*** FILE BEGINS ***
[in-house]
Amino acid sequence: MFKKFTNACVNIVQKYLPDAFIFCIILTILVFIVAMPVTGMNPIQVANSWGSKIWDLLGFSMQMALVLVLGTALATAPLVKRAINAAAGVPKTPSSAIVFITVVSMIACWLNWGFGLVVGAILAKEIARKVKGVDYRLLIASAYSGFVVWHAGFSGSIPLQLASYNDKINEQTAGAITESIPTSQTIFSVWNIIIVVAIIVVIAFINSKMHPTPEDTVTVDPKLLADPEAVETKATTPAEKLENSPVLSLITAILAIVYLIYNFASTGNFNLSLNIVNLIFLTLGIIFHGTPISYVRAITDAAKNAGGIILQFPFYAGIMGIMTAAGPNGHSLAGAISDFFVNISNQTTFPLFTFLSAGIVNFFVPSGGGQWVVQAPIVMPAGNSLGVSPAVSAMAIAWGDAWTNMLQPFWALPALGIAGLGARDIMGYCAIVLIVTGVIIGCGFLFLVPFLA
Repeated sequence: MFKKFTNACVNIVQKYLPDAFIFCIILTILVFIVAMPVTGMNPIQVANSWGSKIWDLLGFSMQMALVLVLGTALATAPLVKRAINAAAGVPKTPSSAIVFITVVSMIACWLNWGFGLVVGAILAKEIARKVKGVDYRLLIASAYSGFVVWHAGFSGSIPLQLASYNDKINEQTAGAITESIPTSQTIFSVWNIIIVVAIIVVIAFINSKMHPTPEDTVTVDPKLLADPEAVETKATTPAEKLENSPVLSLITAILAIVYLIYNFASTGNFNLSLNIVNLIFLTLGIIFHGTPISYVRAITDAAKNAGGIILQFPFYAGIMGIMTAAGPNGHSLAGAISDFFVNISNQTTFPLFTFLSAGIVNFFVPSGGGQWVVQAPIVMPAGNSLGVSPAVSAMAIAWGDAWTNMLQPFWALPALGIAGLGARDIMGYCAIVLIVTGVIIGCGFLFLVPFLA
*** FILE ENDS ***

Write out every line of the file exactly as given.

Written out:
[in-house]
Amino acid sequence: MFKKFTNACVNIVQKYLPDAFIFCIILTILVFIVAMPVTGMNPIQVANSWGSKIWDLLGFSMQMALVLVLGTALATAPLVKRAINAAAGVPKTPSSAIVFITVVSMIACWLNWGFGLVVGAILAKEIARKVKGVDYRLLIASAYSGFVVWHAGFSGSIPLQLASYNDKINEQTAGAITESIPTSQTIFSVWNIIIVVAIIVVIAFINSKMHPTPEDTVTVDPKLLADPEAVETKATTPAEKLENSPVLSLITAILAIVYLIYNFASTGNFNLSLNIVNLIFLTLGIIFHGTPISYVRAITDAAKNAGGIILQFPFYAGIMGIMTAAGPNGHSLAGAISDFFVNISNQTTFPLFTFLSAGIVNFFVPSGGGQWVVQAPIVMPAGNSLGVSPAVSAMAIAWGDAWTNMLQPFWALPALGIAGLGARDIMGYCAIVLIVTGVIIGCGFLFLVPFLA
Repeated sequence: MFKKFTNACVNIVQKYLPDAFIFCIILTILVFIVAMPVTGMNPIQVANSWGSKIWDLLGFSMQMALVLVLGTALATAPLVKRAINAAAGVPKTPSSAIVFITVVSMIACWLNWGFGLVVGAILAKEIARKVKGVDYRLLIASAYSGFVVWHAGFSGSIPLQLASYNDKINEQTAGAITESIPTSQTIFSVWNIIIVVAIIVVIAFINSKMHPTPEDTVTVDPKLLADPEAVETKATTPAEKLENSPVLSLITAILAIVYLIYNFASTGNFNLSLNIVNLIFLTLGIIFHGTPISYVRAITDAAKNAGGIILQFPFYAGIMGIMTAAGPNGHSLAGAISDFFVNISNQTTFPLFTFLSAGIVNFFVPSGGGQWVVQAPIVMPAGNSLGVSPAVSAMAIAWGDAWTNMLQPFWALPALGIAGLGARDIMGYCAIVLIVTGVIIGCGFLFLVPFLA